desired switching characteristic
way of movement
dimensions, tolerances, weight
existing space, etc.
The position sensors are Hall effect sensors. With the help of a permanent magnet, depending on the magnetic flux density, a switching or analog output signal can be generated. Due to the compact design, positions, speeds, states, etc. ... can be detected and evaluated without contact.
The magnetically actuated semiconductor sensors can basically be divided into three different versions:
To actuate the sensors, we offer several rod and ring magnets.
Bar magnets of various sizes and strength are particularly suitable for sensors with unipolar switching characteristics.
Ring magnets with alternating north and south poles on the circumference are particularly suitable for sensors with bipolar switching behavior.
In Hall effect sensors, the semiconductor chip is supplied with a current I and allows a magnetic field (B) to act perpendicular thereto. This creates a voltage in the chip at right angles to the field and the current. These sensors work pole-dependent.
As mentioned above, there are various criteria to take into consideration for choosing the right magnet. There are many variations are possible.
The following table shows you the importance of choosing the right material. The magnets are designed to produce a field of 100 mT at a distance of 5 mm from the pole face.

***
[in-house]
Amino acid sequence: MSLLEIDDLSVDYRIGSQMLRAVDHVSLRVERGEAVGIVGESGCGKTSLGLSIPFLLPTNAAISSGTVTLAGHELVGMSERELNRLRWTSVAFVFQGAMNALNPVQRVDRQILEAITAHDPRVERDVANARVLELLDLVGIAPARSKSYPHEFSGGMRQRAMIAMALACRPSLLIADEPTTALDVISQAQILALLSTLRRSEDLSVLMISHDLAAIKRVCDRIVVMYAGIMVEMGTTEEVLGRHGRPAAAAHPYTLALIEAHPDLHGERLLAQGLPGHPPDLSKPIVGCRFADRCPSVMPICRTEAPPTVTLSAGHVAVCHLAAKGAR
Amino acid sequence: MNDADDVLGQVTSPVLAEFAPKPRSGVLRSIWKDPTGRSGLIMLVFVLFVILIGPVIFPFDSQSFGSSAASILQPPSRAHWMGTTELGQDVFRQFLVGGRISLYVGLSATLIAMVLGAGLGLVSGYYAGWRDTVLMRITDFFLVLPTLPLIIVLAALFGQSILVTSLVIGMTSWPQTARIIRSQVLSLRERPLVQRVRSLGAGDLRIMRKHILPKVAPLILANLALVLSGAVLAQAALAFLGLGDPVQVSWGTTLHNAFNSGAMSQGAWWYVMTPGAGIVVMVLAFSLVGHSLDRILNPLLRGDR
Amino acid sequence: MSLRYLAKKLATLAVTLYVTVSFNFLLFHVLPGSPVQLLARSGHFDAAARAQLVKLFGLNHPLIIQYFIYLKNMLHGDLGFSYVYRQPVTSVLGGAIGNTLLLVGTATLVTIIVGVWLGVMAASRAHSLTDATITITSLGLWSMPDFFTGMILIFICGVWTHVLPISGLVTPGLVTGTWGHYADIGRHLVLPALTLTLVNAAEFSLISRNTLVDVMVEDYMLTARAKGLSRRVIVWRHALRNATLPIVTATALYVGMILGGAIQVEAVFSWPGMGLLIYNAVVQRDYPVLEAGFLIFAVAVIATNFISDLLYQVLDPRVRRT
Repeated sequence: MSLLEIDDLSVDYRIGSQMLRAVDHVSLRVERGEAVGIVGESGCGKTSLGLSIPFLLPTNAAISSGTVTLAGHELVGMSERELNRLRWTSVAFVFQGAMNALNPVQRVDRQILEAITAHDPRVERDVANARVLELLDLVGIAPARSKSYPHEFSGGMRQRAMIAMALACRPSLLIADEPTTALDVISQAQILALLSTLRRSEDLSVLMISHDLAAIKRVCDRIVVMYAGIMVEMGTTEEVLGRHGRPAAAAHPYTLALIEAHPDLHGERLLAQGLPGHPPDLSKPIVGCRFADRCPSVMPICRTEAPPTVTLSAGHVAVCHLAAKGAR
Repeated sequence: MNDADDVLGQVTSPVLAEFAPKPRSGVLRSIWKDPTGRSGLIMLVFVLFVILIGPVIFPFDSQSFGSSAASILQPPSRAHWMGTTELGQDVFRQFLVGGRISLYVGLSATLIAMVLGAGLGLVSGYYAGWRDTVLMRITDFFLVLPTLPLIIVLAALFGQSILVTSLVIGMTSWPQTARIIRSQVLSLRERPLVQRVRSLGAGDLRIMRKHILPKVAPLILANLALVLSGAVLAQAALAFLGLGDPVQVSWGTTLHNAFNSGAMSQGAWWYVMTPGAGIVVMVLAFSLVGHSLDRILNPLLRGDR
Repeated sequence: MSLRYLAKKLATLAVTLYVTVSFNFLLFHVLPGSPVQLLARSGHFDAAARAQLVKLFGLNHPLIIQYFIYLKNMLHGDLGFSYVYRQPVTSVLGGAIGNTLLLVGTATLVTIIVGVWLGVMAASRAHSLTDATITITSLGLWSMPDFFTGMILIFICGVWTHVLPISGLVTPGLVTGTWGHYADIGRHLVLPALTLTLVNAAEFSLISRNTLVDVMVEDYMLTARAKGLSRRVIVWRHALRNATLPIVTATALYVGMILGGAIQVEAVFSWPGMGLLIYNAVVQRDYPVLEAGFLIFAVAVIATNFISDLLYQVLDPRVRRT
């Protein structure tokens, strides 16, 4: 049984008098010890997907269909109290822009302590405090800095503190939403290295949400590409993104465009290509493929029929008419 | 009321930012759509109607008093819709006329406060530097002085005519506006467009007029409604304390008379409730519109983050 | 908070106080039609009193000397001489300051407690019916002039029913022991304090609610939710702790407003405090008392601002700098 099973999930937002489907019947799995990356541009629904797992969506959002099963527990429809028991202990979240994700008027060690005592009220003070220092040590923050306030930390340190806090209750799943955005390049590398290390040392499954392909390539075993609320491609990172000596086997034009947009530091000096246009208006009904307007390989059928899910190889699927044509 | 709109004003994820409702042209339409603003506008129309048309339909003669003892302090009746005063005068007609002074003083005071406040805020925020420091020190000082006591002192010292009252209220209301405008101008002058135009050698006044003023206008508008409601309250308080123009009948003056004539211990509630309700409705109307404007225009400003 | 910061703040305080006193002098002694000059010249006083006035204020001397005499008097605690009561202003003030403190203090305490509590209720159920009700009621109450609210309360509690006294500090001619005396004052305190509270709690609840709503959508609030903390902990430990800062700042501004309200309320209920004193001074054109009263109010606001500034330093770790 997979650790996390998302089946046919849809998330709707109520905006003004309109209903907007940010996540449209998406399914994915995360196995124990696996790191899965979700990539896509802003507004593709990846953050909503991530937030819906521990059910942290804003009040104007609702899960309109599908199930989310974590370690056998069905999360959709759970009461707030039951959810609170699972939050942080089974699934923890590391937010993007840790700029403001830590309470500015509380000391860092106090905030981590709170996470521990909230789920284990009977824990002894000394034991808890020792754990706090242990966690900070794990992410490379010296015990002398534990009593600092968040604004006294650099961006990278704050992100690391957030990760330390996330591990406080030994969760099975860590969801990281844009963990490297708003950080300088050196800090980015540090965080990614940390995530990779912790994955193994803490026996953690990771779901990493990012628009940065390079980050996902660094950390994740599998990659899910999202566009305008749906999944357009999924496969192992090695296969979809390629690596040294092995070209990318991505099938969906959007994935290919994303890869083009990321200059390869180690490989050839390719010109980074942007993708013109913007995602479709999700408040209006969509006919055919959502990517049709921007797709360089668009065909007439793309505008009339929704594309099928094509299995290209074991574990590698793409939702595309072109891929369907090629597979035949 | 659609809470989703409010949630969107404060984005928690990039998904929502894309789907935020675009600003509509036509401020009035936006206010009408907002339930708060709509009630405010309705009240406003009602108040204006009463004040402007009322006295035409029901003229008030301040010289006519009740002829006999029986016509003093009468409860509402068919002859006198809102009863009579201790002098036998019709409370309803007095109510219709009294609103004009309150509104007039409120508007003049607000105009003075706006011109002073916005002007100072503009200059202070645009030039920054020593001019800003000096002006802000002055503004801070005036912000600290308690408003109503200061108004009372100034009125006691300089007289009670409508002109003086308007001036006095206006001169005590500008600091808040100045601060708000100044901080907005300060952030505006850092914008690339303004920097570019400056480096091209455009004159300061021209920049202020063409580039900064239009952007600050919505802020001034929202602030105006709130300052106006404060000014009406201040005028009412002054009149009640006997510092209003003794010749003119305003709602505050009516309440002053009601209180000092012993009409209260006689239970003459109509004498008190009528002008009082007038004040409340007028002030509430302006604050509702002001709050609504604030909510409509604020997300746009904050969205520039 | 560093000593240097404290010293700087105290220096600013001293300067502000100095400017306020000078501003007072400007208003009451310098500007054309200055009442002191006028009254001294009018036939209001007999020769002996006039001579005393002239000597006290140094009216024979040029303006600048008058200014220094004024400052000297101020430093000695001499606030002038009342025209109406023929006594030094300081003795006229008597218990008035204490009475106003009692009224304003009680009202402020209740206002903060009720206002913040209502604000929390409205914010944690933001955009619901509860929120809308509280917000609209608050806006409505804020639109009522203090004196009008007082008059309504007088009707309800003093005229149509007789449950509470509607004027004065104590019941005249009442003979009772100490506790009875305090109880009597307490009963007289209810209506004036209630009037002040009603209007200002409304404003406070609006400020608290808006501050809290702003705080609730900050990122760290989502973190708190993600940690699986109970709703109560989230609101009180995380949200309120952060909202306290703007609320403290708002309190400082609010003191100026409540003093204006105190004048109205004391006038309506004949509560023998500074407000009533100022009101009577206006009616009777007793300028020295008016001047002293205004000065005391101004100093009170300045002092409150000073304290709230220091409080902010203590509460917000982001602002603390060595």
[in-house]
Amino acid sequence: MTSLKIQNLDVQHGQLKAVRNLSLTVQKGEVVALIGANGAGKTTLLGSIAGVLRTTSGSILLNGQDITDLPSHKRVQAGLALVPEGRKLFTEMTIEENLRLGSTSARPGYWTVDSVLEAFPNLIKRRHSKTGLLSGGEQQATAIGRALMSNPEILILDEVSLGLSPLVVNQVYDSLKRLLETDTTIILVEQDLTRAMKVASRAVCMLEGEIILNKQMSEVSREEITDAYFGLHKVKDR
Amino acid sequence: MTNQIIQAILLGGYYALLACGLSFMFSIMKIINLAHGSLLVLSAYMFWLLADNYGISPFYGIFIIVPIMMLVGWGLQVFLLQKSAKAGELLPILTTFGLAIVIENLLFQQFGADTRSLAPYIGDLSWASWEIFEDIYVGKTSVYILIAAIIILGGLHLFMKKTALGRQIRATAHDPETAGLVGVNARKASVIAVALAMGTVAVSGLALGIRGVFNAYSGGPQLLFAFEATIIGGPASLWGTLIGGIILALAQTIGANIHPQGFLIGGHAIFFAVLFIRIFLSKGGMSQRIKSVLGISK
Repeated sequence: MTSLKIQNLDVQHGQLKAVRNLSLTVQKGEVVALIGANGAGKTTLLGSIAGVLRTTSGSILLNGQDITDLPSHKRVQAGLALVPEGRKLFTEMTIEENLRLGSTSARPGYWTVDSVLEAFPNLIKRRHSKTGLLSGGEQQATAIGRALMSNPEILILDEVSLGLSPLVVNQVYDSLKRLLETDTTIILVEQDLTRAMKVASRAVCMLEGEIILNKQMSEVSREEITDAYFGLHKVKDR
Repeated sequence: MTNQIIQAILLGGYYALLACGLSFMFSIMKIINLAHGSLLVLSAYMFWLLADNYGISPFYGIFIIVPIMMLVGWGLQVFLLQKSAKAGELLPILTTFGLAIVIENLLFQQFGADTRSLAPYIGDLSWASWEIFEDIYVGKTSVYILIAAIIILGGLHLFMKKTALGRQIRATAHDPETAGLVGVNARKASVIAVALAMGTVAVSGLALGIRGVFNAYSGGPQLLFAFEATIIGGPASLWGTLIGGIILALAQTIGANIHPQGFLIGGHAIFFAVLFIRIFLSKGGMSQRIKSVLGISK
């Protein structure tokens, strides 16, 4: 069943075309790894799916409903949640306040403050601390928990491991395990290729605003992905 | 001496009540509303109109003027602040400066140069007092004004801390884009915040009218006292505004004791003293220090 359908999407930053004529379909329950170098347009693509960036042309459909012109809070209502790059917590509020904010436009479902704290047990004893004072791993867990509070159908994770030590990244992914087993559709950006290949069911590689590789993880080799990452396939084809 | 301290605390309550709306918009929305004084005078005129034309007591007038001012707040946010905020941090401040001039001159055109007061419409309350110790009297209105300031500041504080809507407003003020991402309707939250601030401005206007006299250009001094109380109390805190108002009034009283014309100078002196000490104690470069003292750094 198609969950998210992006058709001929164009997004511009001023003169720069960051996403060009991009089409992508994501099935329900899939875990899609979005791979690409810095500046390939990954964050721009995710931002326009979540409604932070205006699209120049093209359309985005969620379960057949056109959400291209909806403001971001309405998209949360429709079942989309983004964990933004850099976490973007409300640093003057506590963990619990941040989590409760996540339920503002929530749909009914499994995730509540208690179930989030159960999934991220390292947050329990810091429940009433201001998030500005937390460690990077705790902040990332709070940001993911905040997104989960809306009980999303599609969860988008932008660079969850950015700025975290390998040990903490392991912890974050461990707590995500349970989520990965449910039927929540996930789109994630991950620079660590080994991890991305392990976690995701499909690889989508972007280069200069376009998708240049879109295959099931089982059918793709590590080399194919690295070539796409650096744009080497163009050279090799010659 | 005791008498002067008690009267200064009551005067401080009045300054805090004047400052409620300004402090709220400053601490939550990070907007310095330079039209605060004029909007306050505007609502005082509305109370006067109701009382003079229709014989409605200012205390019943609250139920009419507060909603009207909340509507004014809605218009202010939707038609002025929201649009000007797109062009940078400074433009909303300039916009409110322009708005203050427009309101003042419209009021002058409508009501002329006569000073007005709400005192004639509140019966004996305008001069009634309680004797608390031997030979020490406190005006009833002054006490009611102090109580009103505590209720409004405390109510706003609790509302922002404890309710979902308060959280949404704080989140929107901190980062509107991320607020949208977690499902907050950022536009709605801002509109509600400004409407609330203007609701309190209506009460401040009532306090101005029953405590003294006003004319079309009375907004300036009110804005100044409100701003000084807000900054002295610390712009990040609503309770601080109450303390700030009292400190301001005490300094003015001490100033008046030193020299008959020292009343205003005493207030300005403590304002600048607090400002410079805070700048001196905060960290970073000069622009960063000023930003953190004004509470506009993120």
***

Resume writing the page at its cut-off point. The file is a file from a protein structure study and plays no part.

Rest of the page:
See also the following tables with the data of the flux density of neodymium magnets depending on the air gap.
If the magnet is guided to the sensor during the frontal approach, it will only switch on at the distance D1. The magnet strength G1 is needed. If he moves away again, he switches off only at the distance D2. So a lower magnet strength is needed to "hold" the sensor.
Unipolar or bipolar magnets can be used.
Some application examples:
The first illustrated arrangement is the lateral approach. Between magnet and sensor a close, fixed distance is maintained. If the bar magnet is moved back and forth at a fixed distance, the sensor experiences a negative magnetic field when approaching the north pole and a positive one when the south pole is approaching. This approach is easy to set up and allows, with the use of a correspondingly long magnet, the position detection over long distances. The output characteristic curve of this distance measurement arrangement is the most linear of all the arrangements shown, especially if a pole piece is attached to both magnet ends. However, the favorable characteristic curve requires strict adherence to the air gap between the sensor and the magnet.
Some application examples: